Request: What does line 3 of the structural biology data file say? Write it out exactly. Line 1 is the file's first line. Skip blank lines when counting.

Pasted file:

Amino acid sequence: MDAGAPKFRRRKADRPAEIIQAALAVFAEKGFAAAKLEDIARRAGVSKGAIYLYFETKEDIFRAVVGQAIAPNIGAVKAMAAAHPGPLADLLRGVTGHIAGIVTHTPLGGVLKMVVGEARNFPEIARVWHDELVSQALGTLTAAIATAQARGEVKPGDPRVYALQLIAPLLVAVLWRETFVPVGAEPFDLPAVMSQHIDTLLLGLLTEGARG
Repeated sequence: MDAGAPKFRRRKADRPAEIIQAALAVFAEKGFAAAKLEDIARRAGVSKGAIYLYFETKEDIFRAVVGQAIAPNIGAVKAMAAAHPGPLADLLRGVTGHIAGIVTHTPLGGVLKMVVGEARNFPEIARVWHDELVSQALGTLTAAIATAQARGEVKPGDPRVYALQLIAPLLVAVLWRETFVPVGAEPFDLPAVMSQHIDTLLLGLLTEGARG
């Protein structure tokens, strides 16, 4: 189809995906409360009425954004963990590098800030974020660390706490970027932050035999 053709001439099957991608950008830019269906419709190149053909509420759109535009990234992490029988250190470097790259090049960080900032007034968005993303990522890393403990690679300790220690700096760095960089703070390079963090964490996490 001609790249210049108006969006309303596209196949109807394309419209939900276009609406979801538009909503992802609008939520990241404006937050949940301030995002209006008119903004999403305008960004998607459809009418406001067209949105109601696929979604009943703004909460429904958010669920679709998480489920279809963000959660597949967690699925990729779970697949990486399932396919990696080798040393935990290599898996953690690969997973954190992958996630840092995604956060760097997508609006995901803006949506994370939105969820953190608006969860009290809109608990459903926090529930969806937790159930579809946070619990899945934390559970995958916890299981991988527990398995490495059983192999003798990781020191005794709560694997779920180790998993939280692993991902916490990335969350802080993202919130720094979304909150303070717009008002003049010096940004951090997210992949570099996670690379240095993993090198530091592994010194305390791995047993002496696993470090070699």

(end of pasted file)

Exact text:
């Protein structure tokens, strides 16, 4: 189809995906409360009425954004963990590098800030974020660390706490970027932050035999 053709001439099957991608950008830019269906419709190149053909509420759109535009990234992490029988250190470097790259090049960080900032007034968005993303990522890393403990690679300790220690700096760095960089703070390079963090964490996490 001609790249210049108006969006309303596209196949109807394309419209939900276009609406979801538009909503992802609008939520990241404006937050949940301030995002209006008119903004999403305008960004998607459809009418406001067209949105109601696929979604009943703004909460429904958010669920679709998480489920279809963000959660597949967690699925990729779970697949990486399932396919990696080798040393935990290599898996953690690969997973954190992958996630840092995604956060760097997508609006995901803006949506994370939105969820953190608006969860009290809109608990459903926090529930969806937790159930579809946070619990899945934390559970995958916890299981991988527990398995490495059983192999003798990781020191005794709560694997779920180790998993939280692993991902916490990335969350802080993202919130720094979304909150303070717009008002003049010096940004951090997210992949570099996670690379240095993993090198530091592994010194305390791995047993002496696993470090070699």